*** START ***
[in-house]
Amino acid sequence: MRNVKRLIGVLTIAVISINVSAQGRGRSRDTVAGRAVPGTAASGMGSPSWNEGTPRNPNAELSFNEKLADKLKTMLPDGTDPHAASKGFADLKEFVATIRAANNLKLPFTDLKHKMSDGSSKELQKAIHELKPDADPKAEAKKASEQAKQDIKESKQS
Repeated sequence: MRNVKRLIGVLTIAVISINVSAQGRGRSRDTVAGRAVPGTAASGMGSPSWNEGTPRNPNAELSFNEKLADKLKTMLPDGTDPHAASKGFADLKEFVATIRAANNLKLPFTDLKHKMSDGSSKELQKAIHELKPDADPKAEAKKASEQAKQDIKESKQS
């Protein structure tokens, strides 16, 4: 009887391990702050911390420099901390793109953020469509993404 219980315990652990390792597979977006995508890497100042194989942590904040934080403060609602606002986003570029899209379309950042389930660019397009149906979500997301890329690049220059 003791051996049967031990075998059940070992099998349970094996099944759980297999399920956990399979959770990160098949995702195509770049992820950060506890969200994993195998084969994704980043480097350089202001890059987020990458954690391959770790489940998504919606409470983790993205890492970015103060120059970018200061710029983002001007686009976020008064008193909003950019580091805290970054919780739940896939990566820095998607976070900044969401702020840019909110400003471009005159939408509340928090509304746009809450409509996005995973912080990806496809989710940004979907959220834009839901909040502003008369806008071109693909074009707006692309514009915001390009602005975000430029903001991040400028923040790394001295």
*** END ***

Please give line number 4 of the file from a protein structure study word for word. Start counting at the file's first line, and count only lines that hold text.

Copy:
């Protein structure tokens, strides 16, 4: 009887391990702050911390420099901390793109953020469509993404 219980315990652990390792597979977006995508890497100042194989942590904040934080403060609602606002986003570029899209379309950042389930660019397009149906979500997301890329690049220059 003791051996049967031990075998059940070992099998349970094996099944759980297999399920956990399979959770990160098949995702195509770049992820950060506890969200994993195998084969994704980043480097350089202001890059987020990458954690391959770790489940998504919606409470983790993205890492970015103060120059970018200061710029983002001007686009976020008064008193909003950019580091805290970054919780739940896939990566820095998607976070900044969401702020840019909110400003471009005159939408509340928090509304746009809450409509996005995973912080990806496809989710940004979907959220834009839901909040502003008369806008071109693909074009707006692309514009915001390009602005975000430029903001991040400028923040790394001295």